Transport for London (TfL) is proposing to bore the Silvertown Tunnel under the River Thames on the east side of Greenwich Peninsula to connect to the A1020 Silvertown Way/Lower Lea Crossing on the north side and to the A102 Blackwall Tunnel Approach on the south side.
The tunnel generally follows the alignment of the Emirates Air Line cable car. (See map below.)
The Silvertown Tunnel was designated a 'nationally significant infrastructure project' by the secretary of state for transport in 2012. That requires TfL to apply for a development consent order (DCO) to build and operate the scheme. TfL intends to apply for the DCO in March 2016 with the aspiration of starting construction in 2018.
Estimates indicate that it would cost £750m to build and take four yeasr to complete. The earliest the Silvertown Tunnel could become operational, therefore, is 2022.
TfL has already consulted widely on this and other river corssing proposals. This latest process is the statutory consultation under the terms of the Planning Act 2008. Respondents have until 29th November 2015 to express their views at https://consultations.tfl.gov.uk/rivercrossings/silvertown.
The Freight Transport Association (FTA) described the prospect of a new river crossing in the capital as “good news for all road users”.
FTA head of policy for London Natalie Chapman said: “After decades of underinvestment in the road network, there is finally light at the end of the tunnel for Silvertown. A lack of cross-river connectivity in East London is stifling growth, causing gridlock and adding to the cost of doing business in East London. FTA welcomes the planned Silvertown Tunnel along with a network of other promised river crossings in this part of the capital which will deliver huge benefits not only for the freight industry, but for the businesses and communities we serve.”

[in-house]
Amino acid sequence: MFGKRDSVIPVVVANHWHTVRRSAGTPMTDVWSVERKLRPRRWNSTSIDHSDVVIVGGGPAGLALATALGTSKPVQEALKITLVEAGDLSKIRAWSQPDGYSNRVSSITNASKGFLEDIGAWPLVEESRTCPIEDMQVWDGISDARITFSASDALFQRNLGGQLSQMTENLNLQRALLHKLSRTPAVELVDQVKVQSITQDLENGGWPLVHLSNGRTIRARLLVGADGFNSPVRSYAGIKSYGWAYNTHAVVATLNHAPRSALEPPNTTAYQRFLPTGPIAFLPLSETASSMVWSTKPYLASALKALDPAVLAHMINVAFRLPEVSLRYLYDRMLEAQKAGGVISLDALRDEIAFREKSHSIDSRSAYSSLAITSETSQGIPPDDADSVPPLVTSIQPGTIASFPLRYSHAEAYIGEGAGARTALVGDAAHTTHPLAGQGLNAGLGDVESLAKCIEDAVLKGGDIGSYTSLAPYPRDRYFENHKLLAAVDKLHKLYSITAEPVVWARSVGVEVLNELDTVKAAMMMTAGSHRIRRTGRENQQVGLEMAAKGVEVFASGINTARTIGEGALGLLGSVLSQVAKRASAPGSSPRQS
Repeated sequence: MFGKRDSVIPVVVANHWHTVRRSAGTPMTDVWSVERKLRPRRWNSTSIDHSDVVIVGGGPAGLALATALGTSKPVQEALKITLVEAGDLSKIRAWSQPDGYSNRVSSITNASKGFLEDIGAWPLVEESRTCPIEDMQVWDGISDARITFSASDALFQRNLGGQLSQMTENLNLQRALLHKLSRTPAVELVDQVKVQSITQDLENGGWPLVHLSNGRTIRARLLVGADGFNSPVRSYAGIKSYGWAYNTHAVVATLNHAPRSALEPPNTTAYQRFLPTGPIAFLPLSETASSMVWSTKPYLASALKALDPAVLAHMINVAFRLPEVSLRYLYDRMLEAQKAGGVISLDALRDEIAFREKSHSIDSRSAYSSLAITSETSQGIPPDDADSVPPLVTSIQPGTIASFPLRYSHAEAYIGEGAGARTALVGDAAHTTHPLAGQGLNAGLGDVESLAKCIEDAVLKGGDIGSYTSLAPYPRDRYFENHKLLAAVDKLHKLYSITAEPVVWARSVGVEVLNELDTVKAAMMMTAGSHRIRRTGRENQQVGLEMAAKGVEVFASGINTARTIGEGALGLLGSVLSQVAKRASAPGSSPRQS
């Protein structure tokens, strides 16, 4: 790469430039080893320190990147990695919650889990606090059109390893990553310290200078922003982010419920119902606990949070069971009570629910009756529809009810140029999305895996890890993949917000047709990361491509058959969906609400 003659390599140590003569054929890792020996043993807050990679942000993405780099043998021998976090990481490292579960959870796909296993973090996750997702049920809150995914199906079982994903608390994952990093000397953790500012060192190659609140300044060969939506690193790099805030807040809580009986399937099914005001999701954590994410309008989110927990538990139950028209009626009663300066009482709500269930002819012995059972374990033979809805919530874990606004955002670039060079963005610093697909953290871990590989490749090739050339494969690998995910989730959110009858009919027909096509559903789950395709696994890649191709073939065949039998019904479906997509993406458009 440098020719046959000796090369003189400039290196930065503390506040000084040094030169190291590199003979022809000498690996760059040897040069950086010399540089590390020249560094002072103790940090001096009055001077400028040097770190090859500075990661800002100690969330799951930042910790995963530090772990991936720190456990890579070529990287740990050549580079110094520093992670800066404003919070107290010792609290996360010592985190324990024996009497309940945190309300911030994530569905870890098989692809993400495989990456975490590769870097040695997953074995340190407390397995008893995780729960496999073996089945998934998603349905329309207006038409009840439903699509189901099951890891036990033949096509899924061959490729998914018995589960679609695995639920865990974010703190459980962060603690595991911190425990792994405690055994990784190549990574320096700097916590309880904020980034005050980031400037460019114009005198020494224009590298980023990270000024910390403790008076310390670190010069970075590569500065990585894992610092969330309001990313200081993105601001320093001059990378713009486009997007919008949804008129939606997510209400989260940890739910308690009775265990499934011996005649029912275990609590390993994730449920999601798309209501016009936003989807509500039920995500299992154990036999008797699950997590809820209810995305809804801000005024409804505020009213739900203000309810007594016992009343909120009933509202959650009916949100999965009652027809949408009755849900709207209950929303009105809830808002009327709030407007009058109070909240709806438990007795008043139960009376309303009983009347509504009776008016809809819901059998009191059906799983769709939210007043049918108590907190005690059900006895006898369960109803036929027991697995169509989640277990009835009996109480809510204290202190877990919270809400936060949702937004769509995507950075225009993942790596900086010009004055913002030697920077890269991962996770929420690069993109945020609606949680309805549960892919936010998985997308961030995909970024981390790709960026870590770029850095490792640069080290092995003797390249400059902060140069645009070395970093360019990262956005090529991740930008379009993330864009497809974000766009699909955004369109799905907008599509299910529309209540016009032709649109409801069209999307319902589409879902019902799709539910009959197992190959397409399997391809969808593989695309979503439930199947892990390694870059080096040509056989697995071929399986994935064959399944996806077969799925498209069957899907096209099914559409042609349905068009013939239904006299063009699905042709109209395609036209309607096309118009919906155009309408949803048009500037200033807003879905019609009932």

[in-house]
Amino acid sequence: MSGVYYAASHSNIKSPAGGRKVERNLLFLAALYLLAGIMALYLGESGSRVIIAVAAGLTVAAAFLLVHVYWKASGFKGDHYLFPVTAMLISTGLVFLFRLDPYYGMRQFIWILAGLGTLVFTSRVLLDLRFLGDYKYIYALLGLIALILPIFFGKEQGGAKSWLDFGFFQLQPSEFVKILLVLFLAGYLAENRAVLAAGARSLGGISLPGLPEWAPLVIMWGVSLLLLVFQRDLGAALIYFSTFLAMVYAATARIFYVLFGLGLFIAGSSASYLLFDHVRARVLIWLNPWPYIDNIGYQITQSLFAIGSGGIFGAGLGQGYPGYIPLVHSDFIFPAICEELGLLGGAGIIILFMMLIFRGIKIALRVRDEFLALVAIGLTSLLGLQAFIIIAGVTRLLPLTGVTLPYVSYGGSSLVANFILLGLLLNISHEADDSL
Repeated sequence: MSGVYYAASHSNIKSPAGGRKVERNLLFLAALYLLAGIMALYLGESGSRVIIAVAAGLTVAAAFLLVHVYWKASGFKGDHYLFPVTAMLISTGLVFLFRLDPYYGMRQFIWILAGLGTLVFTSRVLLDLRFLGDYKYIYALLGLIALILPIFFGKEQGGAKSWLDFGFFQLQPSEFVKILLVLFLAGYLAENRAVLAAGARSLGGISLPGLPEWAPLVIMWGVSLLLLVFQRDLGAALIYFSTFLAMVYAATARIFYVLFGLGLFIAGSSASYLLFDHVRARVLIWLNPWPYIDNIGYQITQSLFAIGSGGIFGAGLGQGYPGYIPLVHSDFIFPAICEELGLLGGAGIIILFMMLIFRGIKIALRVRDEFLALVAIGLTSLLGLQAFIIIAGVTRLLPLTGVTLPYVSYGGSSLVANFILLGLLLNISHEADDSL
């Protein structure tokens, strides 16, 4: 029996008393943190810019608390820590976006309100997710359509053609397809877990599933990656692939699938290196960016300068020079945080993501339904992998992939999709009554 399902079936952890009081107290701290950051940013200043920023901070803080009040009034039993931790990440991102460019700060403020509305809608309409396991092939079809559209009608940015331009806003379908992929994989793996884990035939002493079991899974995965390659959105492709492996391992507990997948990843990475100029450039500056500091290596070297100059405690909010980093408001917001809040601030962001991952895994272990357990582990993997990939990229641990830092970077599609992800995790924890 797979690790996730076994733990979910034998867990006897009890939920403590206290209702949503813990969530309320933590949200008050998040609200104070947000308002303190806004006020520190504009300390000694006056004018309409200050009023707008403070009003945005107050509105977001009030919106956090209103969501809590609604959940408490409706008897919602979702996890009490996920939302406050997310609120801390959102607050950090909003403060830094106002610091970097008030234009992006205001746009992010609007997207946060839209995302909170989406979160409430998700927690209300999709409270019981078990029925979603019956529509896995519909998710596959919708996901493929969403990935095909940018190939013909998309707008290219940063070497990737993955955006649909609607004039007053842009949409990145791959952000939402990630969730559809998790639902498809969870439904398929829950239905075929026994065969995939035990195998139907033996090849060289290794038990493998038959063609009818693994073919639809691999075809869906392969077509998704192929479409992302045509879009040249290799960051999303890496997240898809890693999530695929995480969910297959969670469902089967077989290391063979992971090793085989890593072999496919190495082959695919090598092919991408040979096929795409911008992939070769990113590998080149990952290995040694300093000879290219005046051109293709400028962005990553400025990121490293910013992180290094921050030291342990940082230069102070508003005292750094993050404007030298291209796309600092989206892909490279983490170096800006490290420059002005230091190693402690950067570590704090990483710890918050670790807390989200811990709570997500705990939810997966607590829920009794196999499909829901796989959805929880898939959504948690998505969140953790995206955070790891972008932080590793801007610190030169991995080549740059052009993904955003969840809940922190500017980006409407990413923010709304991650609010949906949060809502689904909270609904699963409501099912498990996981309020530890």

Currently the only crossing in the area is the Blackwall Tunnel, which has a 4.0 metre (13.1ft) height limit restricting access for taller lorries, forcing them to take lengthy detours out to the M25 to cross the Thames, adding to journey and delivery times. Drivers approaching the tunnel currently face on average a two-mile tailback during peak periods – wasting an estimated one million hours each year by people queuing to use it and costing millions of pounds in lost time.
Once the Silvertown Tunnel is complete, toll charges will be imposed on users of both Silvertown and Blackwall crossings. The Dartford-Thurrock M25 crossing is already tolled. Residents of Westminster, Chelsea, Putney, Battersea and all points west will still be able to cross the Thames in their area free of charge, however.
The Silvertown Tunnel is part of TfL’s plans for a series of new river crossings that are needed to support the capital’s rapidly growing population, which is expected to increase from 8.6 million now to 10 million by 2030.